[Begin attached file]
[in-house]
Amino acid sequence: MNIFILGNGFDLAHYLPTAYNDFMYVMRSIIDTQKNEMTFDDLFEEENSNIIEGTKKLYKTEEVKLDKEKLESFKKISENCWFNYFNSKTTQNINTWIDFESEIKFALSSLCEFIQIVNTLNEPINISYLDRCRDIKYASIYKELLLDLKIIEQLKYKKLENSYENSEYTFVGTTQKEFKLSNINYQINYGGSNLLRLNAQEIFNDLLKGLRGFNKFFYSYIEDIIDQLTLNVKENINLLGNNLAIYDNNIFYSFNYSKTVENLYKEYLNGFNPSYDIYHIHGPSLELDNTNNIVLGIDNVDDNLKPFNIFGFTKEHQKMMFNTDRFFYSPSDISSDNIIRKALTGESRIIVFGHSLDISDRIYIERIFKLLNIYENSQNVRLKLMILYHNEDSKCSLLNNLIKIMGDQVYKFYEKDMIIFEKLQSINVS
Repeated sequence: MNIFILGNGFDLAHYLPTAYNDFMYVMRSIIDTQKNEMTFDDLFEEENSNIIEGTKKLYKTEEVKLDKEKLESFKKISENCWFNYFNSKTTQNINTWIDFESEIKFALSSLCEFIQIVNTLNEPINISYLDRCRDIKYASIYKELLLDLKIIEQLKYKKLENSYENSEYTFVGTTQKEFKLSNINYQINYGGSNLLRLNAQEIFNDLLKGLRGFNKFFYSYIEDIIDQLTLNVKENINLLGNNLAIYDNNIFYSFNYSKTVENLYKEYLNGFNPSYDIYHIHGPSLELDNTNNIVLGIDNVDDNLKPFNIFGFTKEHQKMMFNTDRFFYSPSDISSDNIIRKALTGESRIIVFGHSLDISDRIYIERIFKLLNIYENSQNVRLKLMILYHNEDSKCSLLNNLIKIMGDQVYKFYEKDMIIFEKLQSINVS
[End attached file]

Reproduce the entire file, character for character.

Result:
[in-house]
Amino acid sequence: MNIFILGNGFDLAHYLPTAYNDFMYVMRSIIDTQKNEMTFDDLFEEENSNIIEGTKKLYKTEEVKLDKEKLESFKKISENCWFNYFNSKTTQNINTWIDFESEIKFALSSLCEFIQIVNTLNEPINISYLDRCRDIKYASIYKELLLDLKIIEQLKYKKLENSYENSEYTFVGTTQKEFKLSNINYQINYGGSNLLRLNAQEIFNDLLKGLRGFNKFFYSYIEDIIDQLTLNVKENINLLGNNLAIYDNNIFYSFNYSKTVENLYKEYLNGFNPSYDIYHIHGPSLELDNTNNIVLGIDNVDDNLKPFNIFGFTKEHQKMMFNTDRFFYSPSDISSDNIIRKALTGESRIIVFGHSLDISDRIYIERIFKLLNIYENSQNVRLKLMILYHNEDSKCSLLNNLIKIMGDQVYKFYEKDMIIFEKLQSINVS
Repeated sequence: MNIFILGNGFDLAHYLPTAYNDFMYVMRSIIDTQKNEMTFDDLFEEENSNIIEGTKKLYKTEEVKLDKEKLESFKKISENCWFNYFNSKTTQNINTWIDFESEIKFALSSLCEFIQIVNTLNEPINISYLDRCRDIKYASIYKELLLDLKIIEQLKYKKLENSYENSEYTFVGTTQKEFKLSNINYQINYGGSNLLRLNAQEIFNDLLKGLRGFNKFFYSYIEDIIDQLTLNVKENINLLGNNLAIYDNNIFYSFNYSKTVENLYKEYLNGFNPSYDIYHIHGPSLELDNTNNIVLGIDNVDDNLKPFNIFGFTKEHQKMMFNTDRFFYSPSDISSDNIIRKALTGESRIIVFGHSLDISDRIYIERIFKLLNIYENSQNVRLKLMILYHNEDSKCSLLNNLIKIMGDQVYKFYEKDMIIFEKLQSINVS